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Senegalese Scavengers Get Busy Recycling Mounting Trash in Dakar 

In the developing world's fast-growing cities, formal systems for managing garbage are sometimes insufficient. In Senegal's capital, Dakar, trash piles up across the city, as an out-dated dump continues to operate years past its closure date. Naomi Schwarz reports from the dump, where a well-organized network of scavengers make their living, and, in the process, recycle everything they find.

Pape Ndiaye is one of hundreds of Senegalese men and women who scavenge the city dump. Mbeubeuss, Dakar's 40-year-old, six-square-kilometer dump, is called "the mountain" by its neighbors. In fact, it is more of a mountain range, with household and industrial waste piled in peaks and valleys.

Ndiaye leads the way through the heaps of trash in his domain. There are aluminum cans, glass and plastic bottles. A little further on, Ndiaye keeps bits of iron, packaging from powdered laundry detergent, and kilos-worth of polyester hair weave in various shades of brown.

Everything has its place, organized by material, and sometimes by brand. And every bit of this waste will be resold to someone, either in its raw form or else repaired and re-purposed as something else.

A tailor sits in a small shed, sewing strips of plastic packaging into vast sheets. They will become waterproof roofs. In another small shack, a woman makes soap. She collects industrial soap remnants and boils them together into large blocks that she will cut into bars.

Ndiaye has worked at the dump since it opened, when he was 20 years old. "I'm making money," he says. With the money he earns from scavenging, he supports his two wives and 12 children. He lives in Malika, the town where the dump is situated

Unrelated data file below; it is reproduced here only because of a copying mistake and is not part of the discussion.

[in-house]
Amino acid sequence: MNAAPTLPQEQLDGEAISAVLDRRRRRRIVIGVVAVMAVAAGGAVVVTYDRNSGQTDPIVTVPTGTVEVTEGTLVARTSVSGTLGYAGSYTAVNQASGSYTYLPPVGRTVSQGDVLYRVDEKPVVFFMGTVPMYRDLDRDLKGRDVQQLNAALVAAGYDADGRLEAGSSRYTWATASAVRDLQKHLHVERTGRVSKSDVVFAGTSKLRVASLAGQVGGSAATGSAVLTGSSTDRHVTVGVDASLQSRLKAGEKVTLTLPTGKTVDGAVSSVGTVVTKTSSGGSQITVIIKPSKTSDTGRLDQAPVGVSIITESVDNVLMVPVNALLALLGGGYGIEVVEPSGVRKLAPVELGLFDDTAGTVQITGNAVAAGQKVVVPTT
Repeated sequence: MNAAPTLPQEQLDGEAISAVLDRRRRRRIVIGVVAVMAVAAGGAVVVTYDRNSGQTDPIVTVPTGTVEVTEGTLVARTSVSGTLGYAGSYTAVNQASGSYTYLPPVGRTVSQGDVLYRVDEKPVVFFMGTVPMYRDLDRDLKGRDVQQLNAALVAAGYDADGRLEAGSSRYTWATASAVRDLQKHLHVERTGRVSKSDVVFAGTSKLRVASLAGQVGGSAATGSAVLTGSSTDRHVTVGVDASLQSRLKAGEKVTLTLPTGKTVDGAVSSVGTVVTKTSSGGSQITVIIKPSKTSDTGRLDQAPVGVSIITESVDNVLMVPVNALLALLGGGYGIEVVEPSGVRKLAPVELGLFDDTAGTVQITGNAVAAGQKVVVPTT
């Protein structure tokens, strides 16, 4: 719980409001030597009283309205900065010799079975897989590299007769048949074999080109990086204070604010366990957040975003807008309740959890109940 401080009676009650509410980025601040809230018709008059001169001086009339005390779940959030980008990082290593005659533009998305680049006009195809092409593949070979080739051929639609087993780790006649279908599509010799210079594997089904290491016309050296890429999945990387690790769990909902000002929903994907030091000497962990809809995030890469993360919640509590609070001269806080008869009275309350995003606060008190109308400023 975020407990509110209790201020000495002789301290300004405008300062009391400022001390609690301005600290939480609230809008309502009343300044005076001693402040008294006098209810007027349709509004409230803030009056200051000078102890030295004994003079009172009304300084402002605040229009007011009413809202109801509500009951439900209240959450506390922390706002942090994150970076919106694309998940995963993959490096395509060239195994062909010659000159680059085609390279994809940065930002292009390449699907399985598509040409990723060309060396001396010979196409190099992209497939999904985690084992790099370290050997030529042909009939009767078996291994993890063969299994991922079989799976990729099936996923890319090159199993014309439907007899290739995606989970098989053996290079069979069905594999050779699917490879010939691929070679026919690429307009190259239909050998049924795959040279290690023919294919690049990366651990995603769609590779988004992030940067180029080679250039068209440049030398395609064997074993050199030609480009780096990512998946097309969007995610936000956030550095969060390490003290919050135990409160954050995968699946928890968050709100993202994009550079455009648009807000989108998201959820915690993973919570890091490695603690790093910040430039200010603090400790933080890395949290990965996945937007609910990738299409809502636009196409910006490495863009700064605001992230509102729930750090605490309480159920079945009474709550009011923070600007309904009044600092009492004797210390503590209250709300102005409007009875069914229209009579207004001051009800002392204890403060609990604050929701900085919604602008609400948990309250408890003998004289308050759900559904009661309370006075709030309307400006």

The cool air blowing through the dump does not carry the stench of rotting garbage. The reason for this lies in the smellier, smoky valleys where the refuse that cannot be sold is burning. Later, another scavenger will come through with a shovel, gathering the rich composting soil to sell to flower growers.

"In third world countries, our landfills, they are not sanitary landfills," said Oumar Cissé, who directs the Mbeubeuss Project at the Dakar-based African Institute for Urban Management.

"We need more, in order, to get a landfill less damaging to the environment and less damaging to the community," he added.

When Mbeubeuss was originally built, the area was uninhabited. But, as Dakar grew, the space around the landfill filled with neighborhoods.

There are also as many as 150 scavengers who live on the landfill, itself. Salimata Seck Wone works with Oumar Cissé at the African Institute for Urban Management.

She says the living conditions in and around the dump are very poor. She says there is no electricity; most people get their drinking water from unsanitary wells; and, there are no schools.

For years, Senegal has planned to replace Mbeubeuss with a modern, environmentally friendly landfill. They had a contract with AMA, an Italian solid waste management company, to build a network of landfills around the country. Many of these sites are close to completion and could be operational within a few months.

But construction has been frozen. AMA had also been tasked with organizing garbage collection across all of Dakar. However, Senegal Environment spokesman Ibrahima Fall Junior says the firm was not up to the task.

Fall says the firm did not have enough vehicles to manage collection and failed to pay their local subcontractors.

AMA-International refuses to comment on the matter. The firm says negotiations with the Senegalese government are ongoing.

In the meantime, the ministry of the environment has been cobbling together interim solutions, without AMA.

But Dakar resident Islmaillah Ndiaye says piles of trash across the city show collection is still insufficient. He says he never knows when the collection trucks are coming, if they come, at all.

When the state fails to collect, residents resort to other means to cart the trash away from their homes. He says the neighborhood takes up a collection to hire a man with a horse cart to take the trash away.

This trash rarely makes it to Mbeubeuss. It usually is dumped in open spaces across the city.